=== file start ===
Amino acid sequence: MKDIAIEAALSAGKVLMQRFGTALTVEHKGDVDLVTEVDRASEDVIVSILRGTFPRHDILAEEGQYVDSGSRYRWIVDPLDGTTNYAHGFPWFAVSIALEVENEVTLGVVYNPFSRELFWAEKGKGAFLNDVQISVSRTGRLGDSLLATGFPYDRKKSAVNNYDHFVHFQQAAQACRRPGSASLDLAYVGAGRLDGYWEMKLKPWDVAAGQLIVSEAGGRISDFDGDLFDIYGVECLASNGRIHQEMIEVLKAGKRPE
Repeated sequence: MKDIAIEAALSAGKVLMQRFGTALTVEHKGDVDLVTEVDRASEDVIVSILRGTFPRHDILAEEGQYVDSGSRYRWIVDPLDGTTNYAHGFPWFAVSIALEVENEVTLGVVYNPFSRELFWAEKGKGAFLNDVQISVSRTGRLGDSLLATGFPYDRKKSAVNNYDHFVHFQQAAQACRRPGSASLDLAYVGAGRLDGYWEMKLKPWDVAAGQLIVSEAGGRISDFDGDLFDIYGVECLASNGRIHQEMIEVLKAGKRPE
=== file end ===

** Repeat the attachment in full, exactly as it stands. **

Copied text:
Amino acid sequence: MKDIAIEAALSAGKVLMQRFGTALTVEHKGDVDLVTEVDRASEDVIVSILRGTFPRHDILAEEGQYVDSGSRYRWIVDPLDGTTNYAHGFPWFAVSIALEVENEVTLGVVYNPFSRELFWAEKGKGAFLNDVQISVSRTGRLGDSLLATGFPYDRKKSAVNNYDHFVHFQQAAQACRRPGSASLDLAYVGAGRLDGYWEMKLKPWDVAAGQLIVSEAGGRISDFDGDLFDIYGVECLASNGRIHQEMIEVLKAGKRPE
Repeated sequence: MKDIAIEAALSAGKVLMQRFGTALTVEHKGDVDLVTEVDRASEDVIVSILRGTFPRHDILAEEGQYVDSGSRYRWIVDPLDGTTNYAHGFPWFAVSIALEVENEVTLGVVYNPFSRELFWAEKGKGAFLNDVQISVSRTGRLGDSLLATGFPYDRKKSAVNNYDHFVHFQQAAQACRRPGSASLDLAYVGAGRLDGYWEMKLKPWDVAAGQLIVSEAGGRISDFDGDLFDIYGVECLASNGRIHQEMIEVLKAGKRPE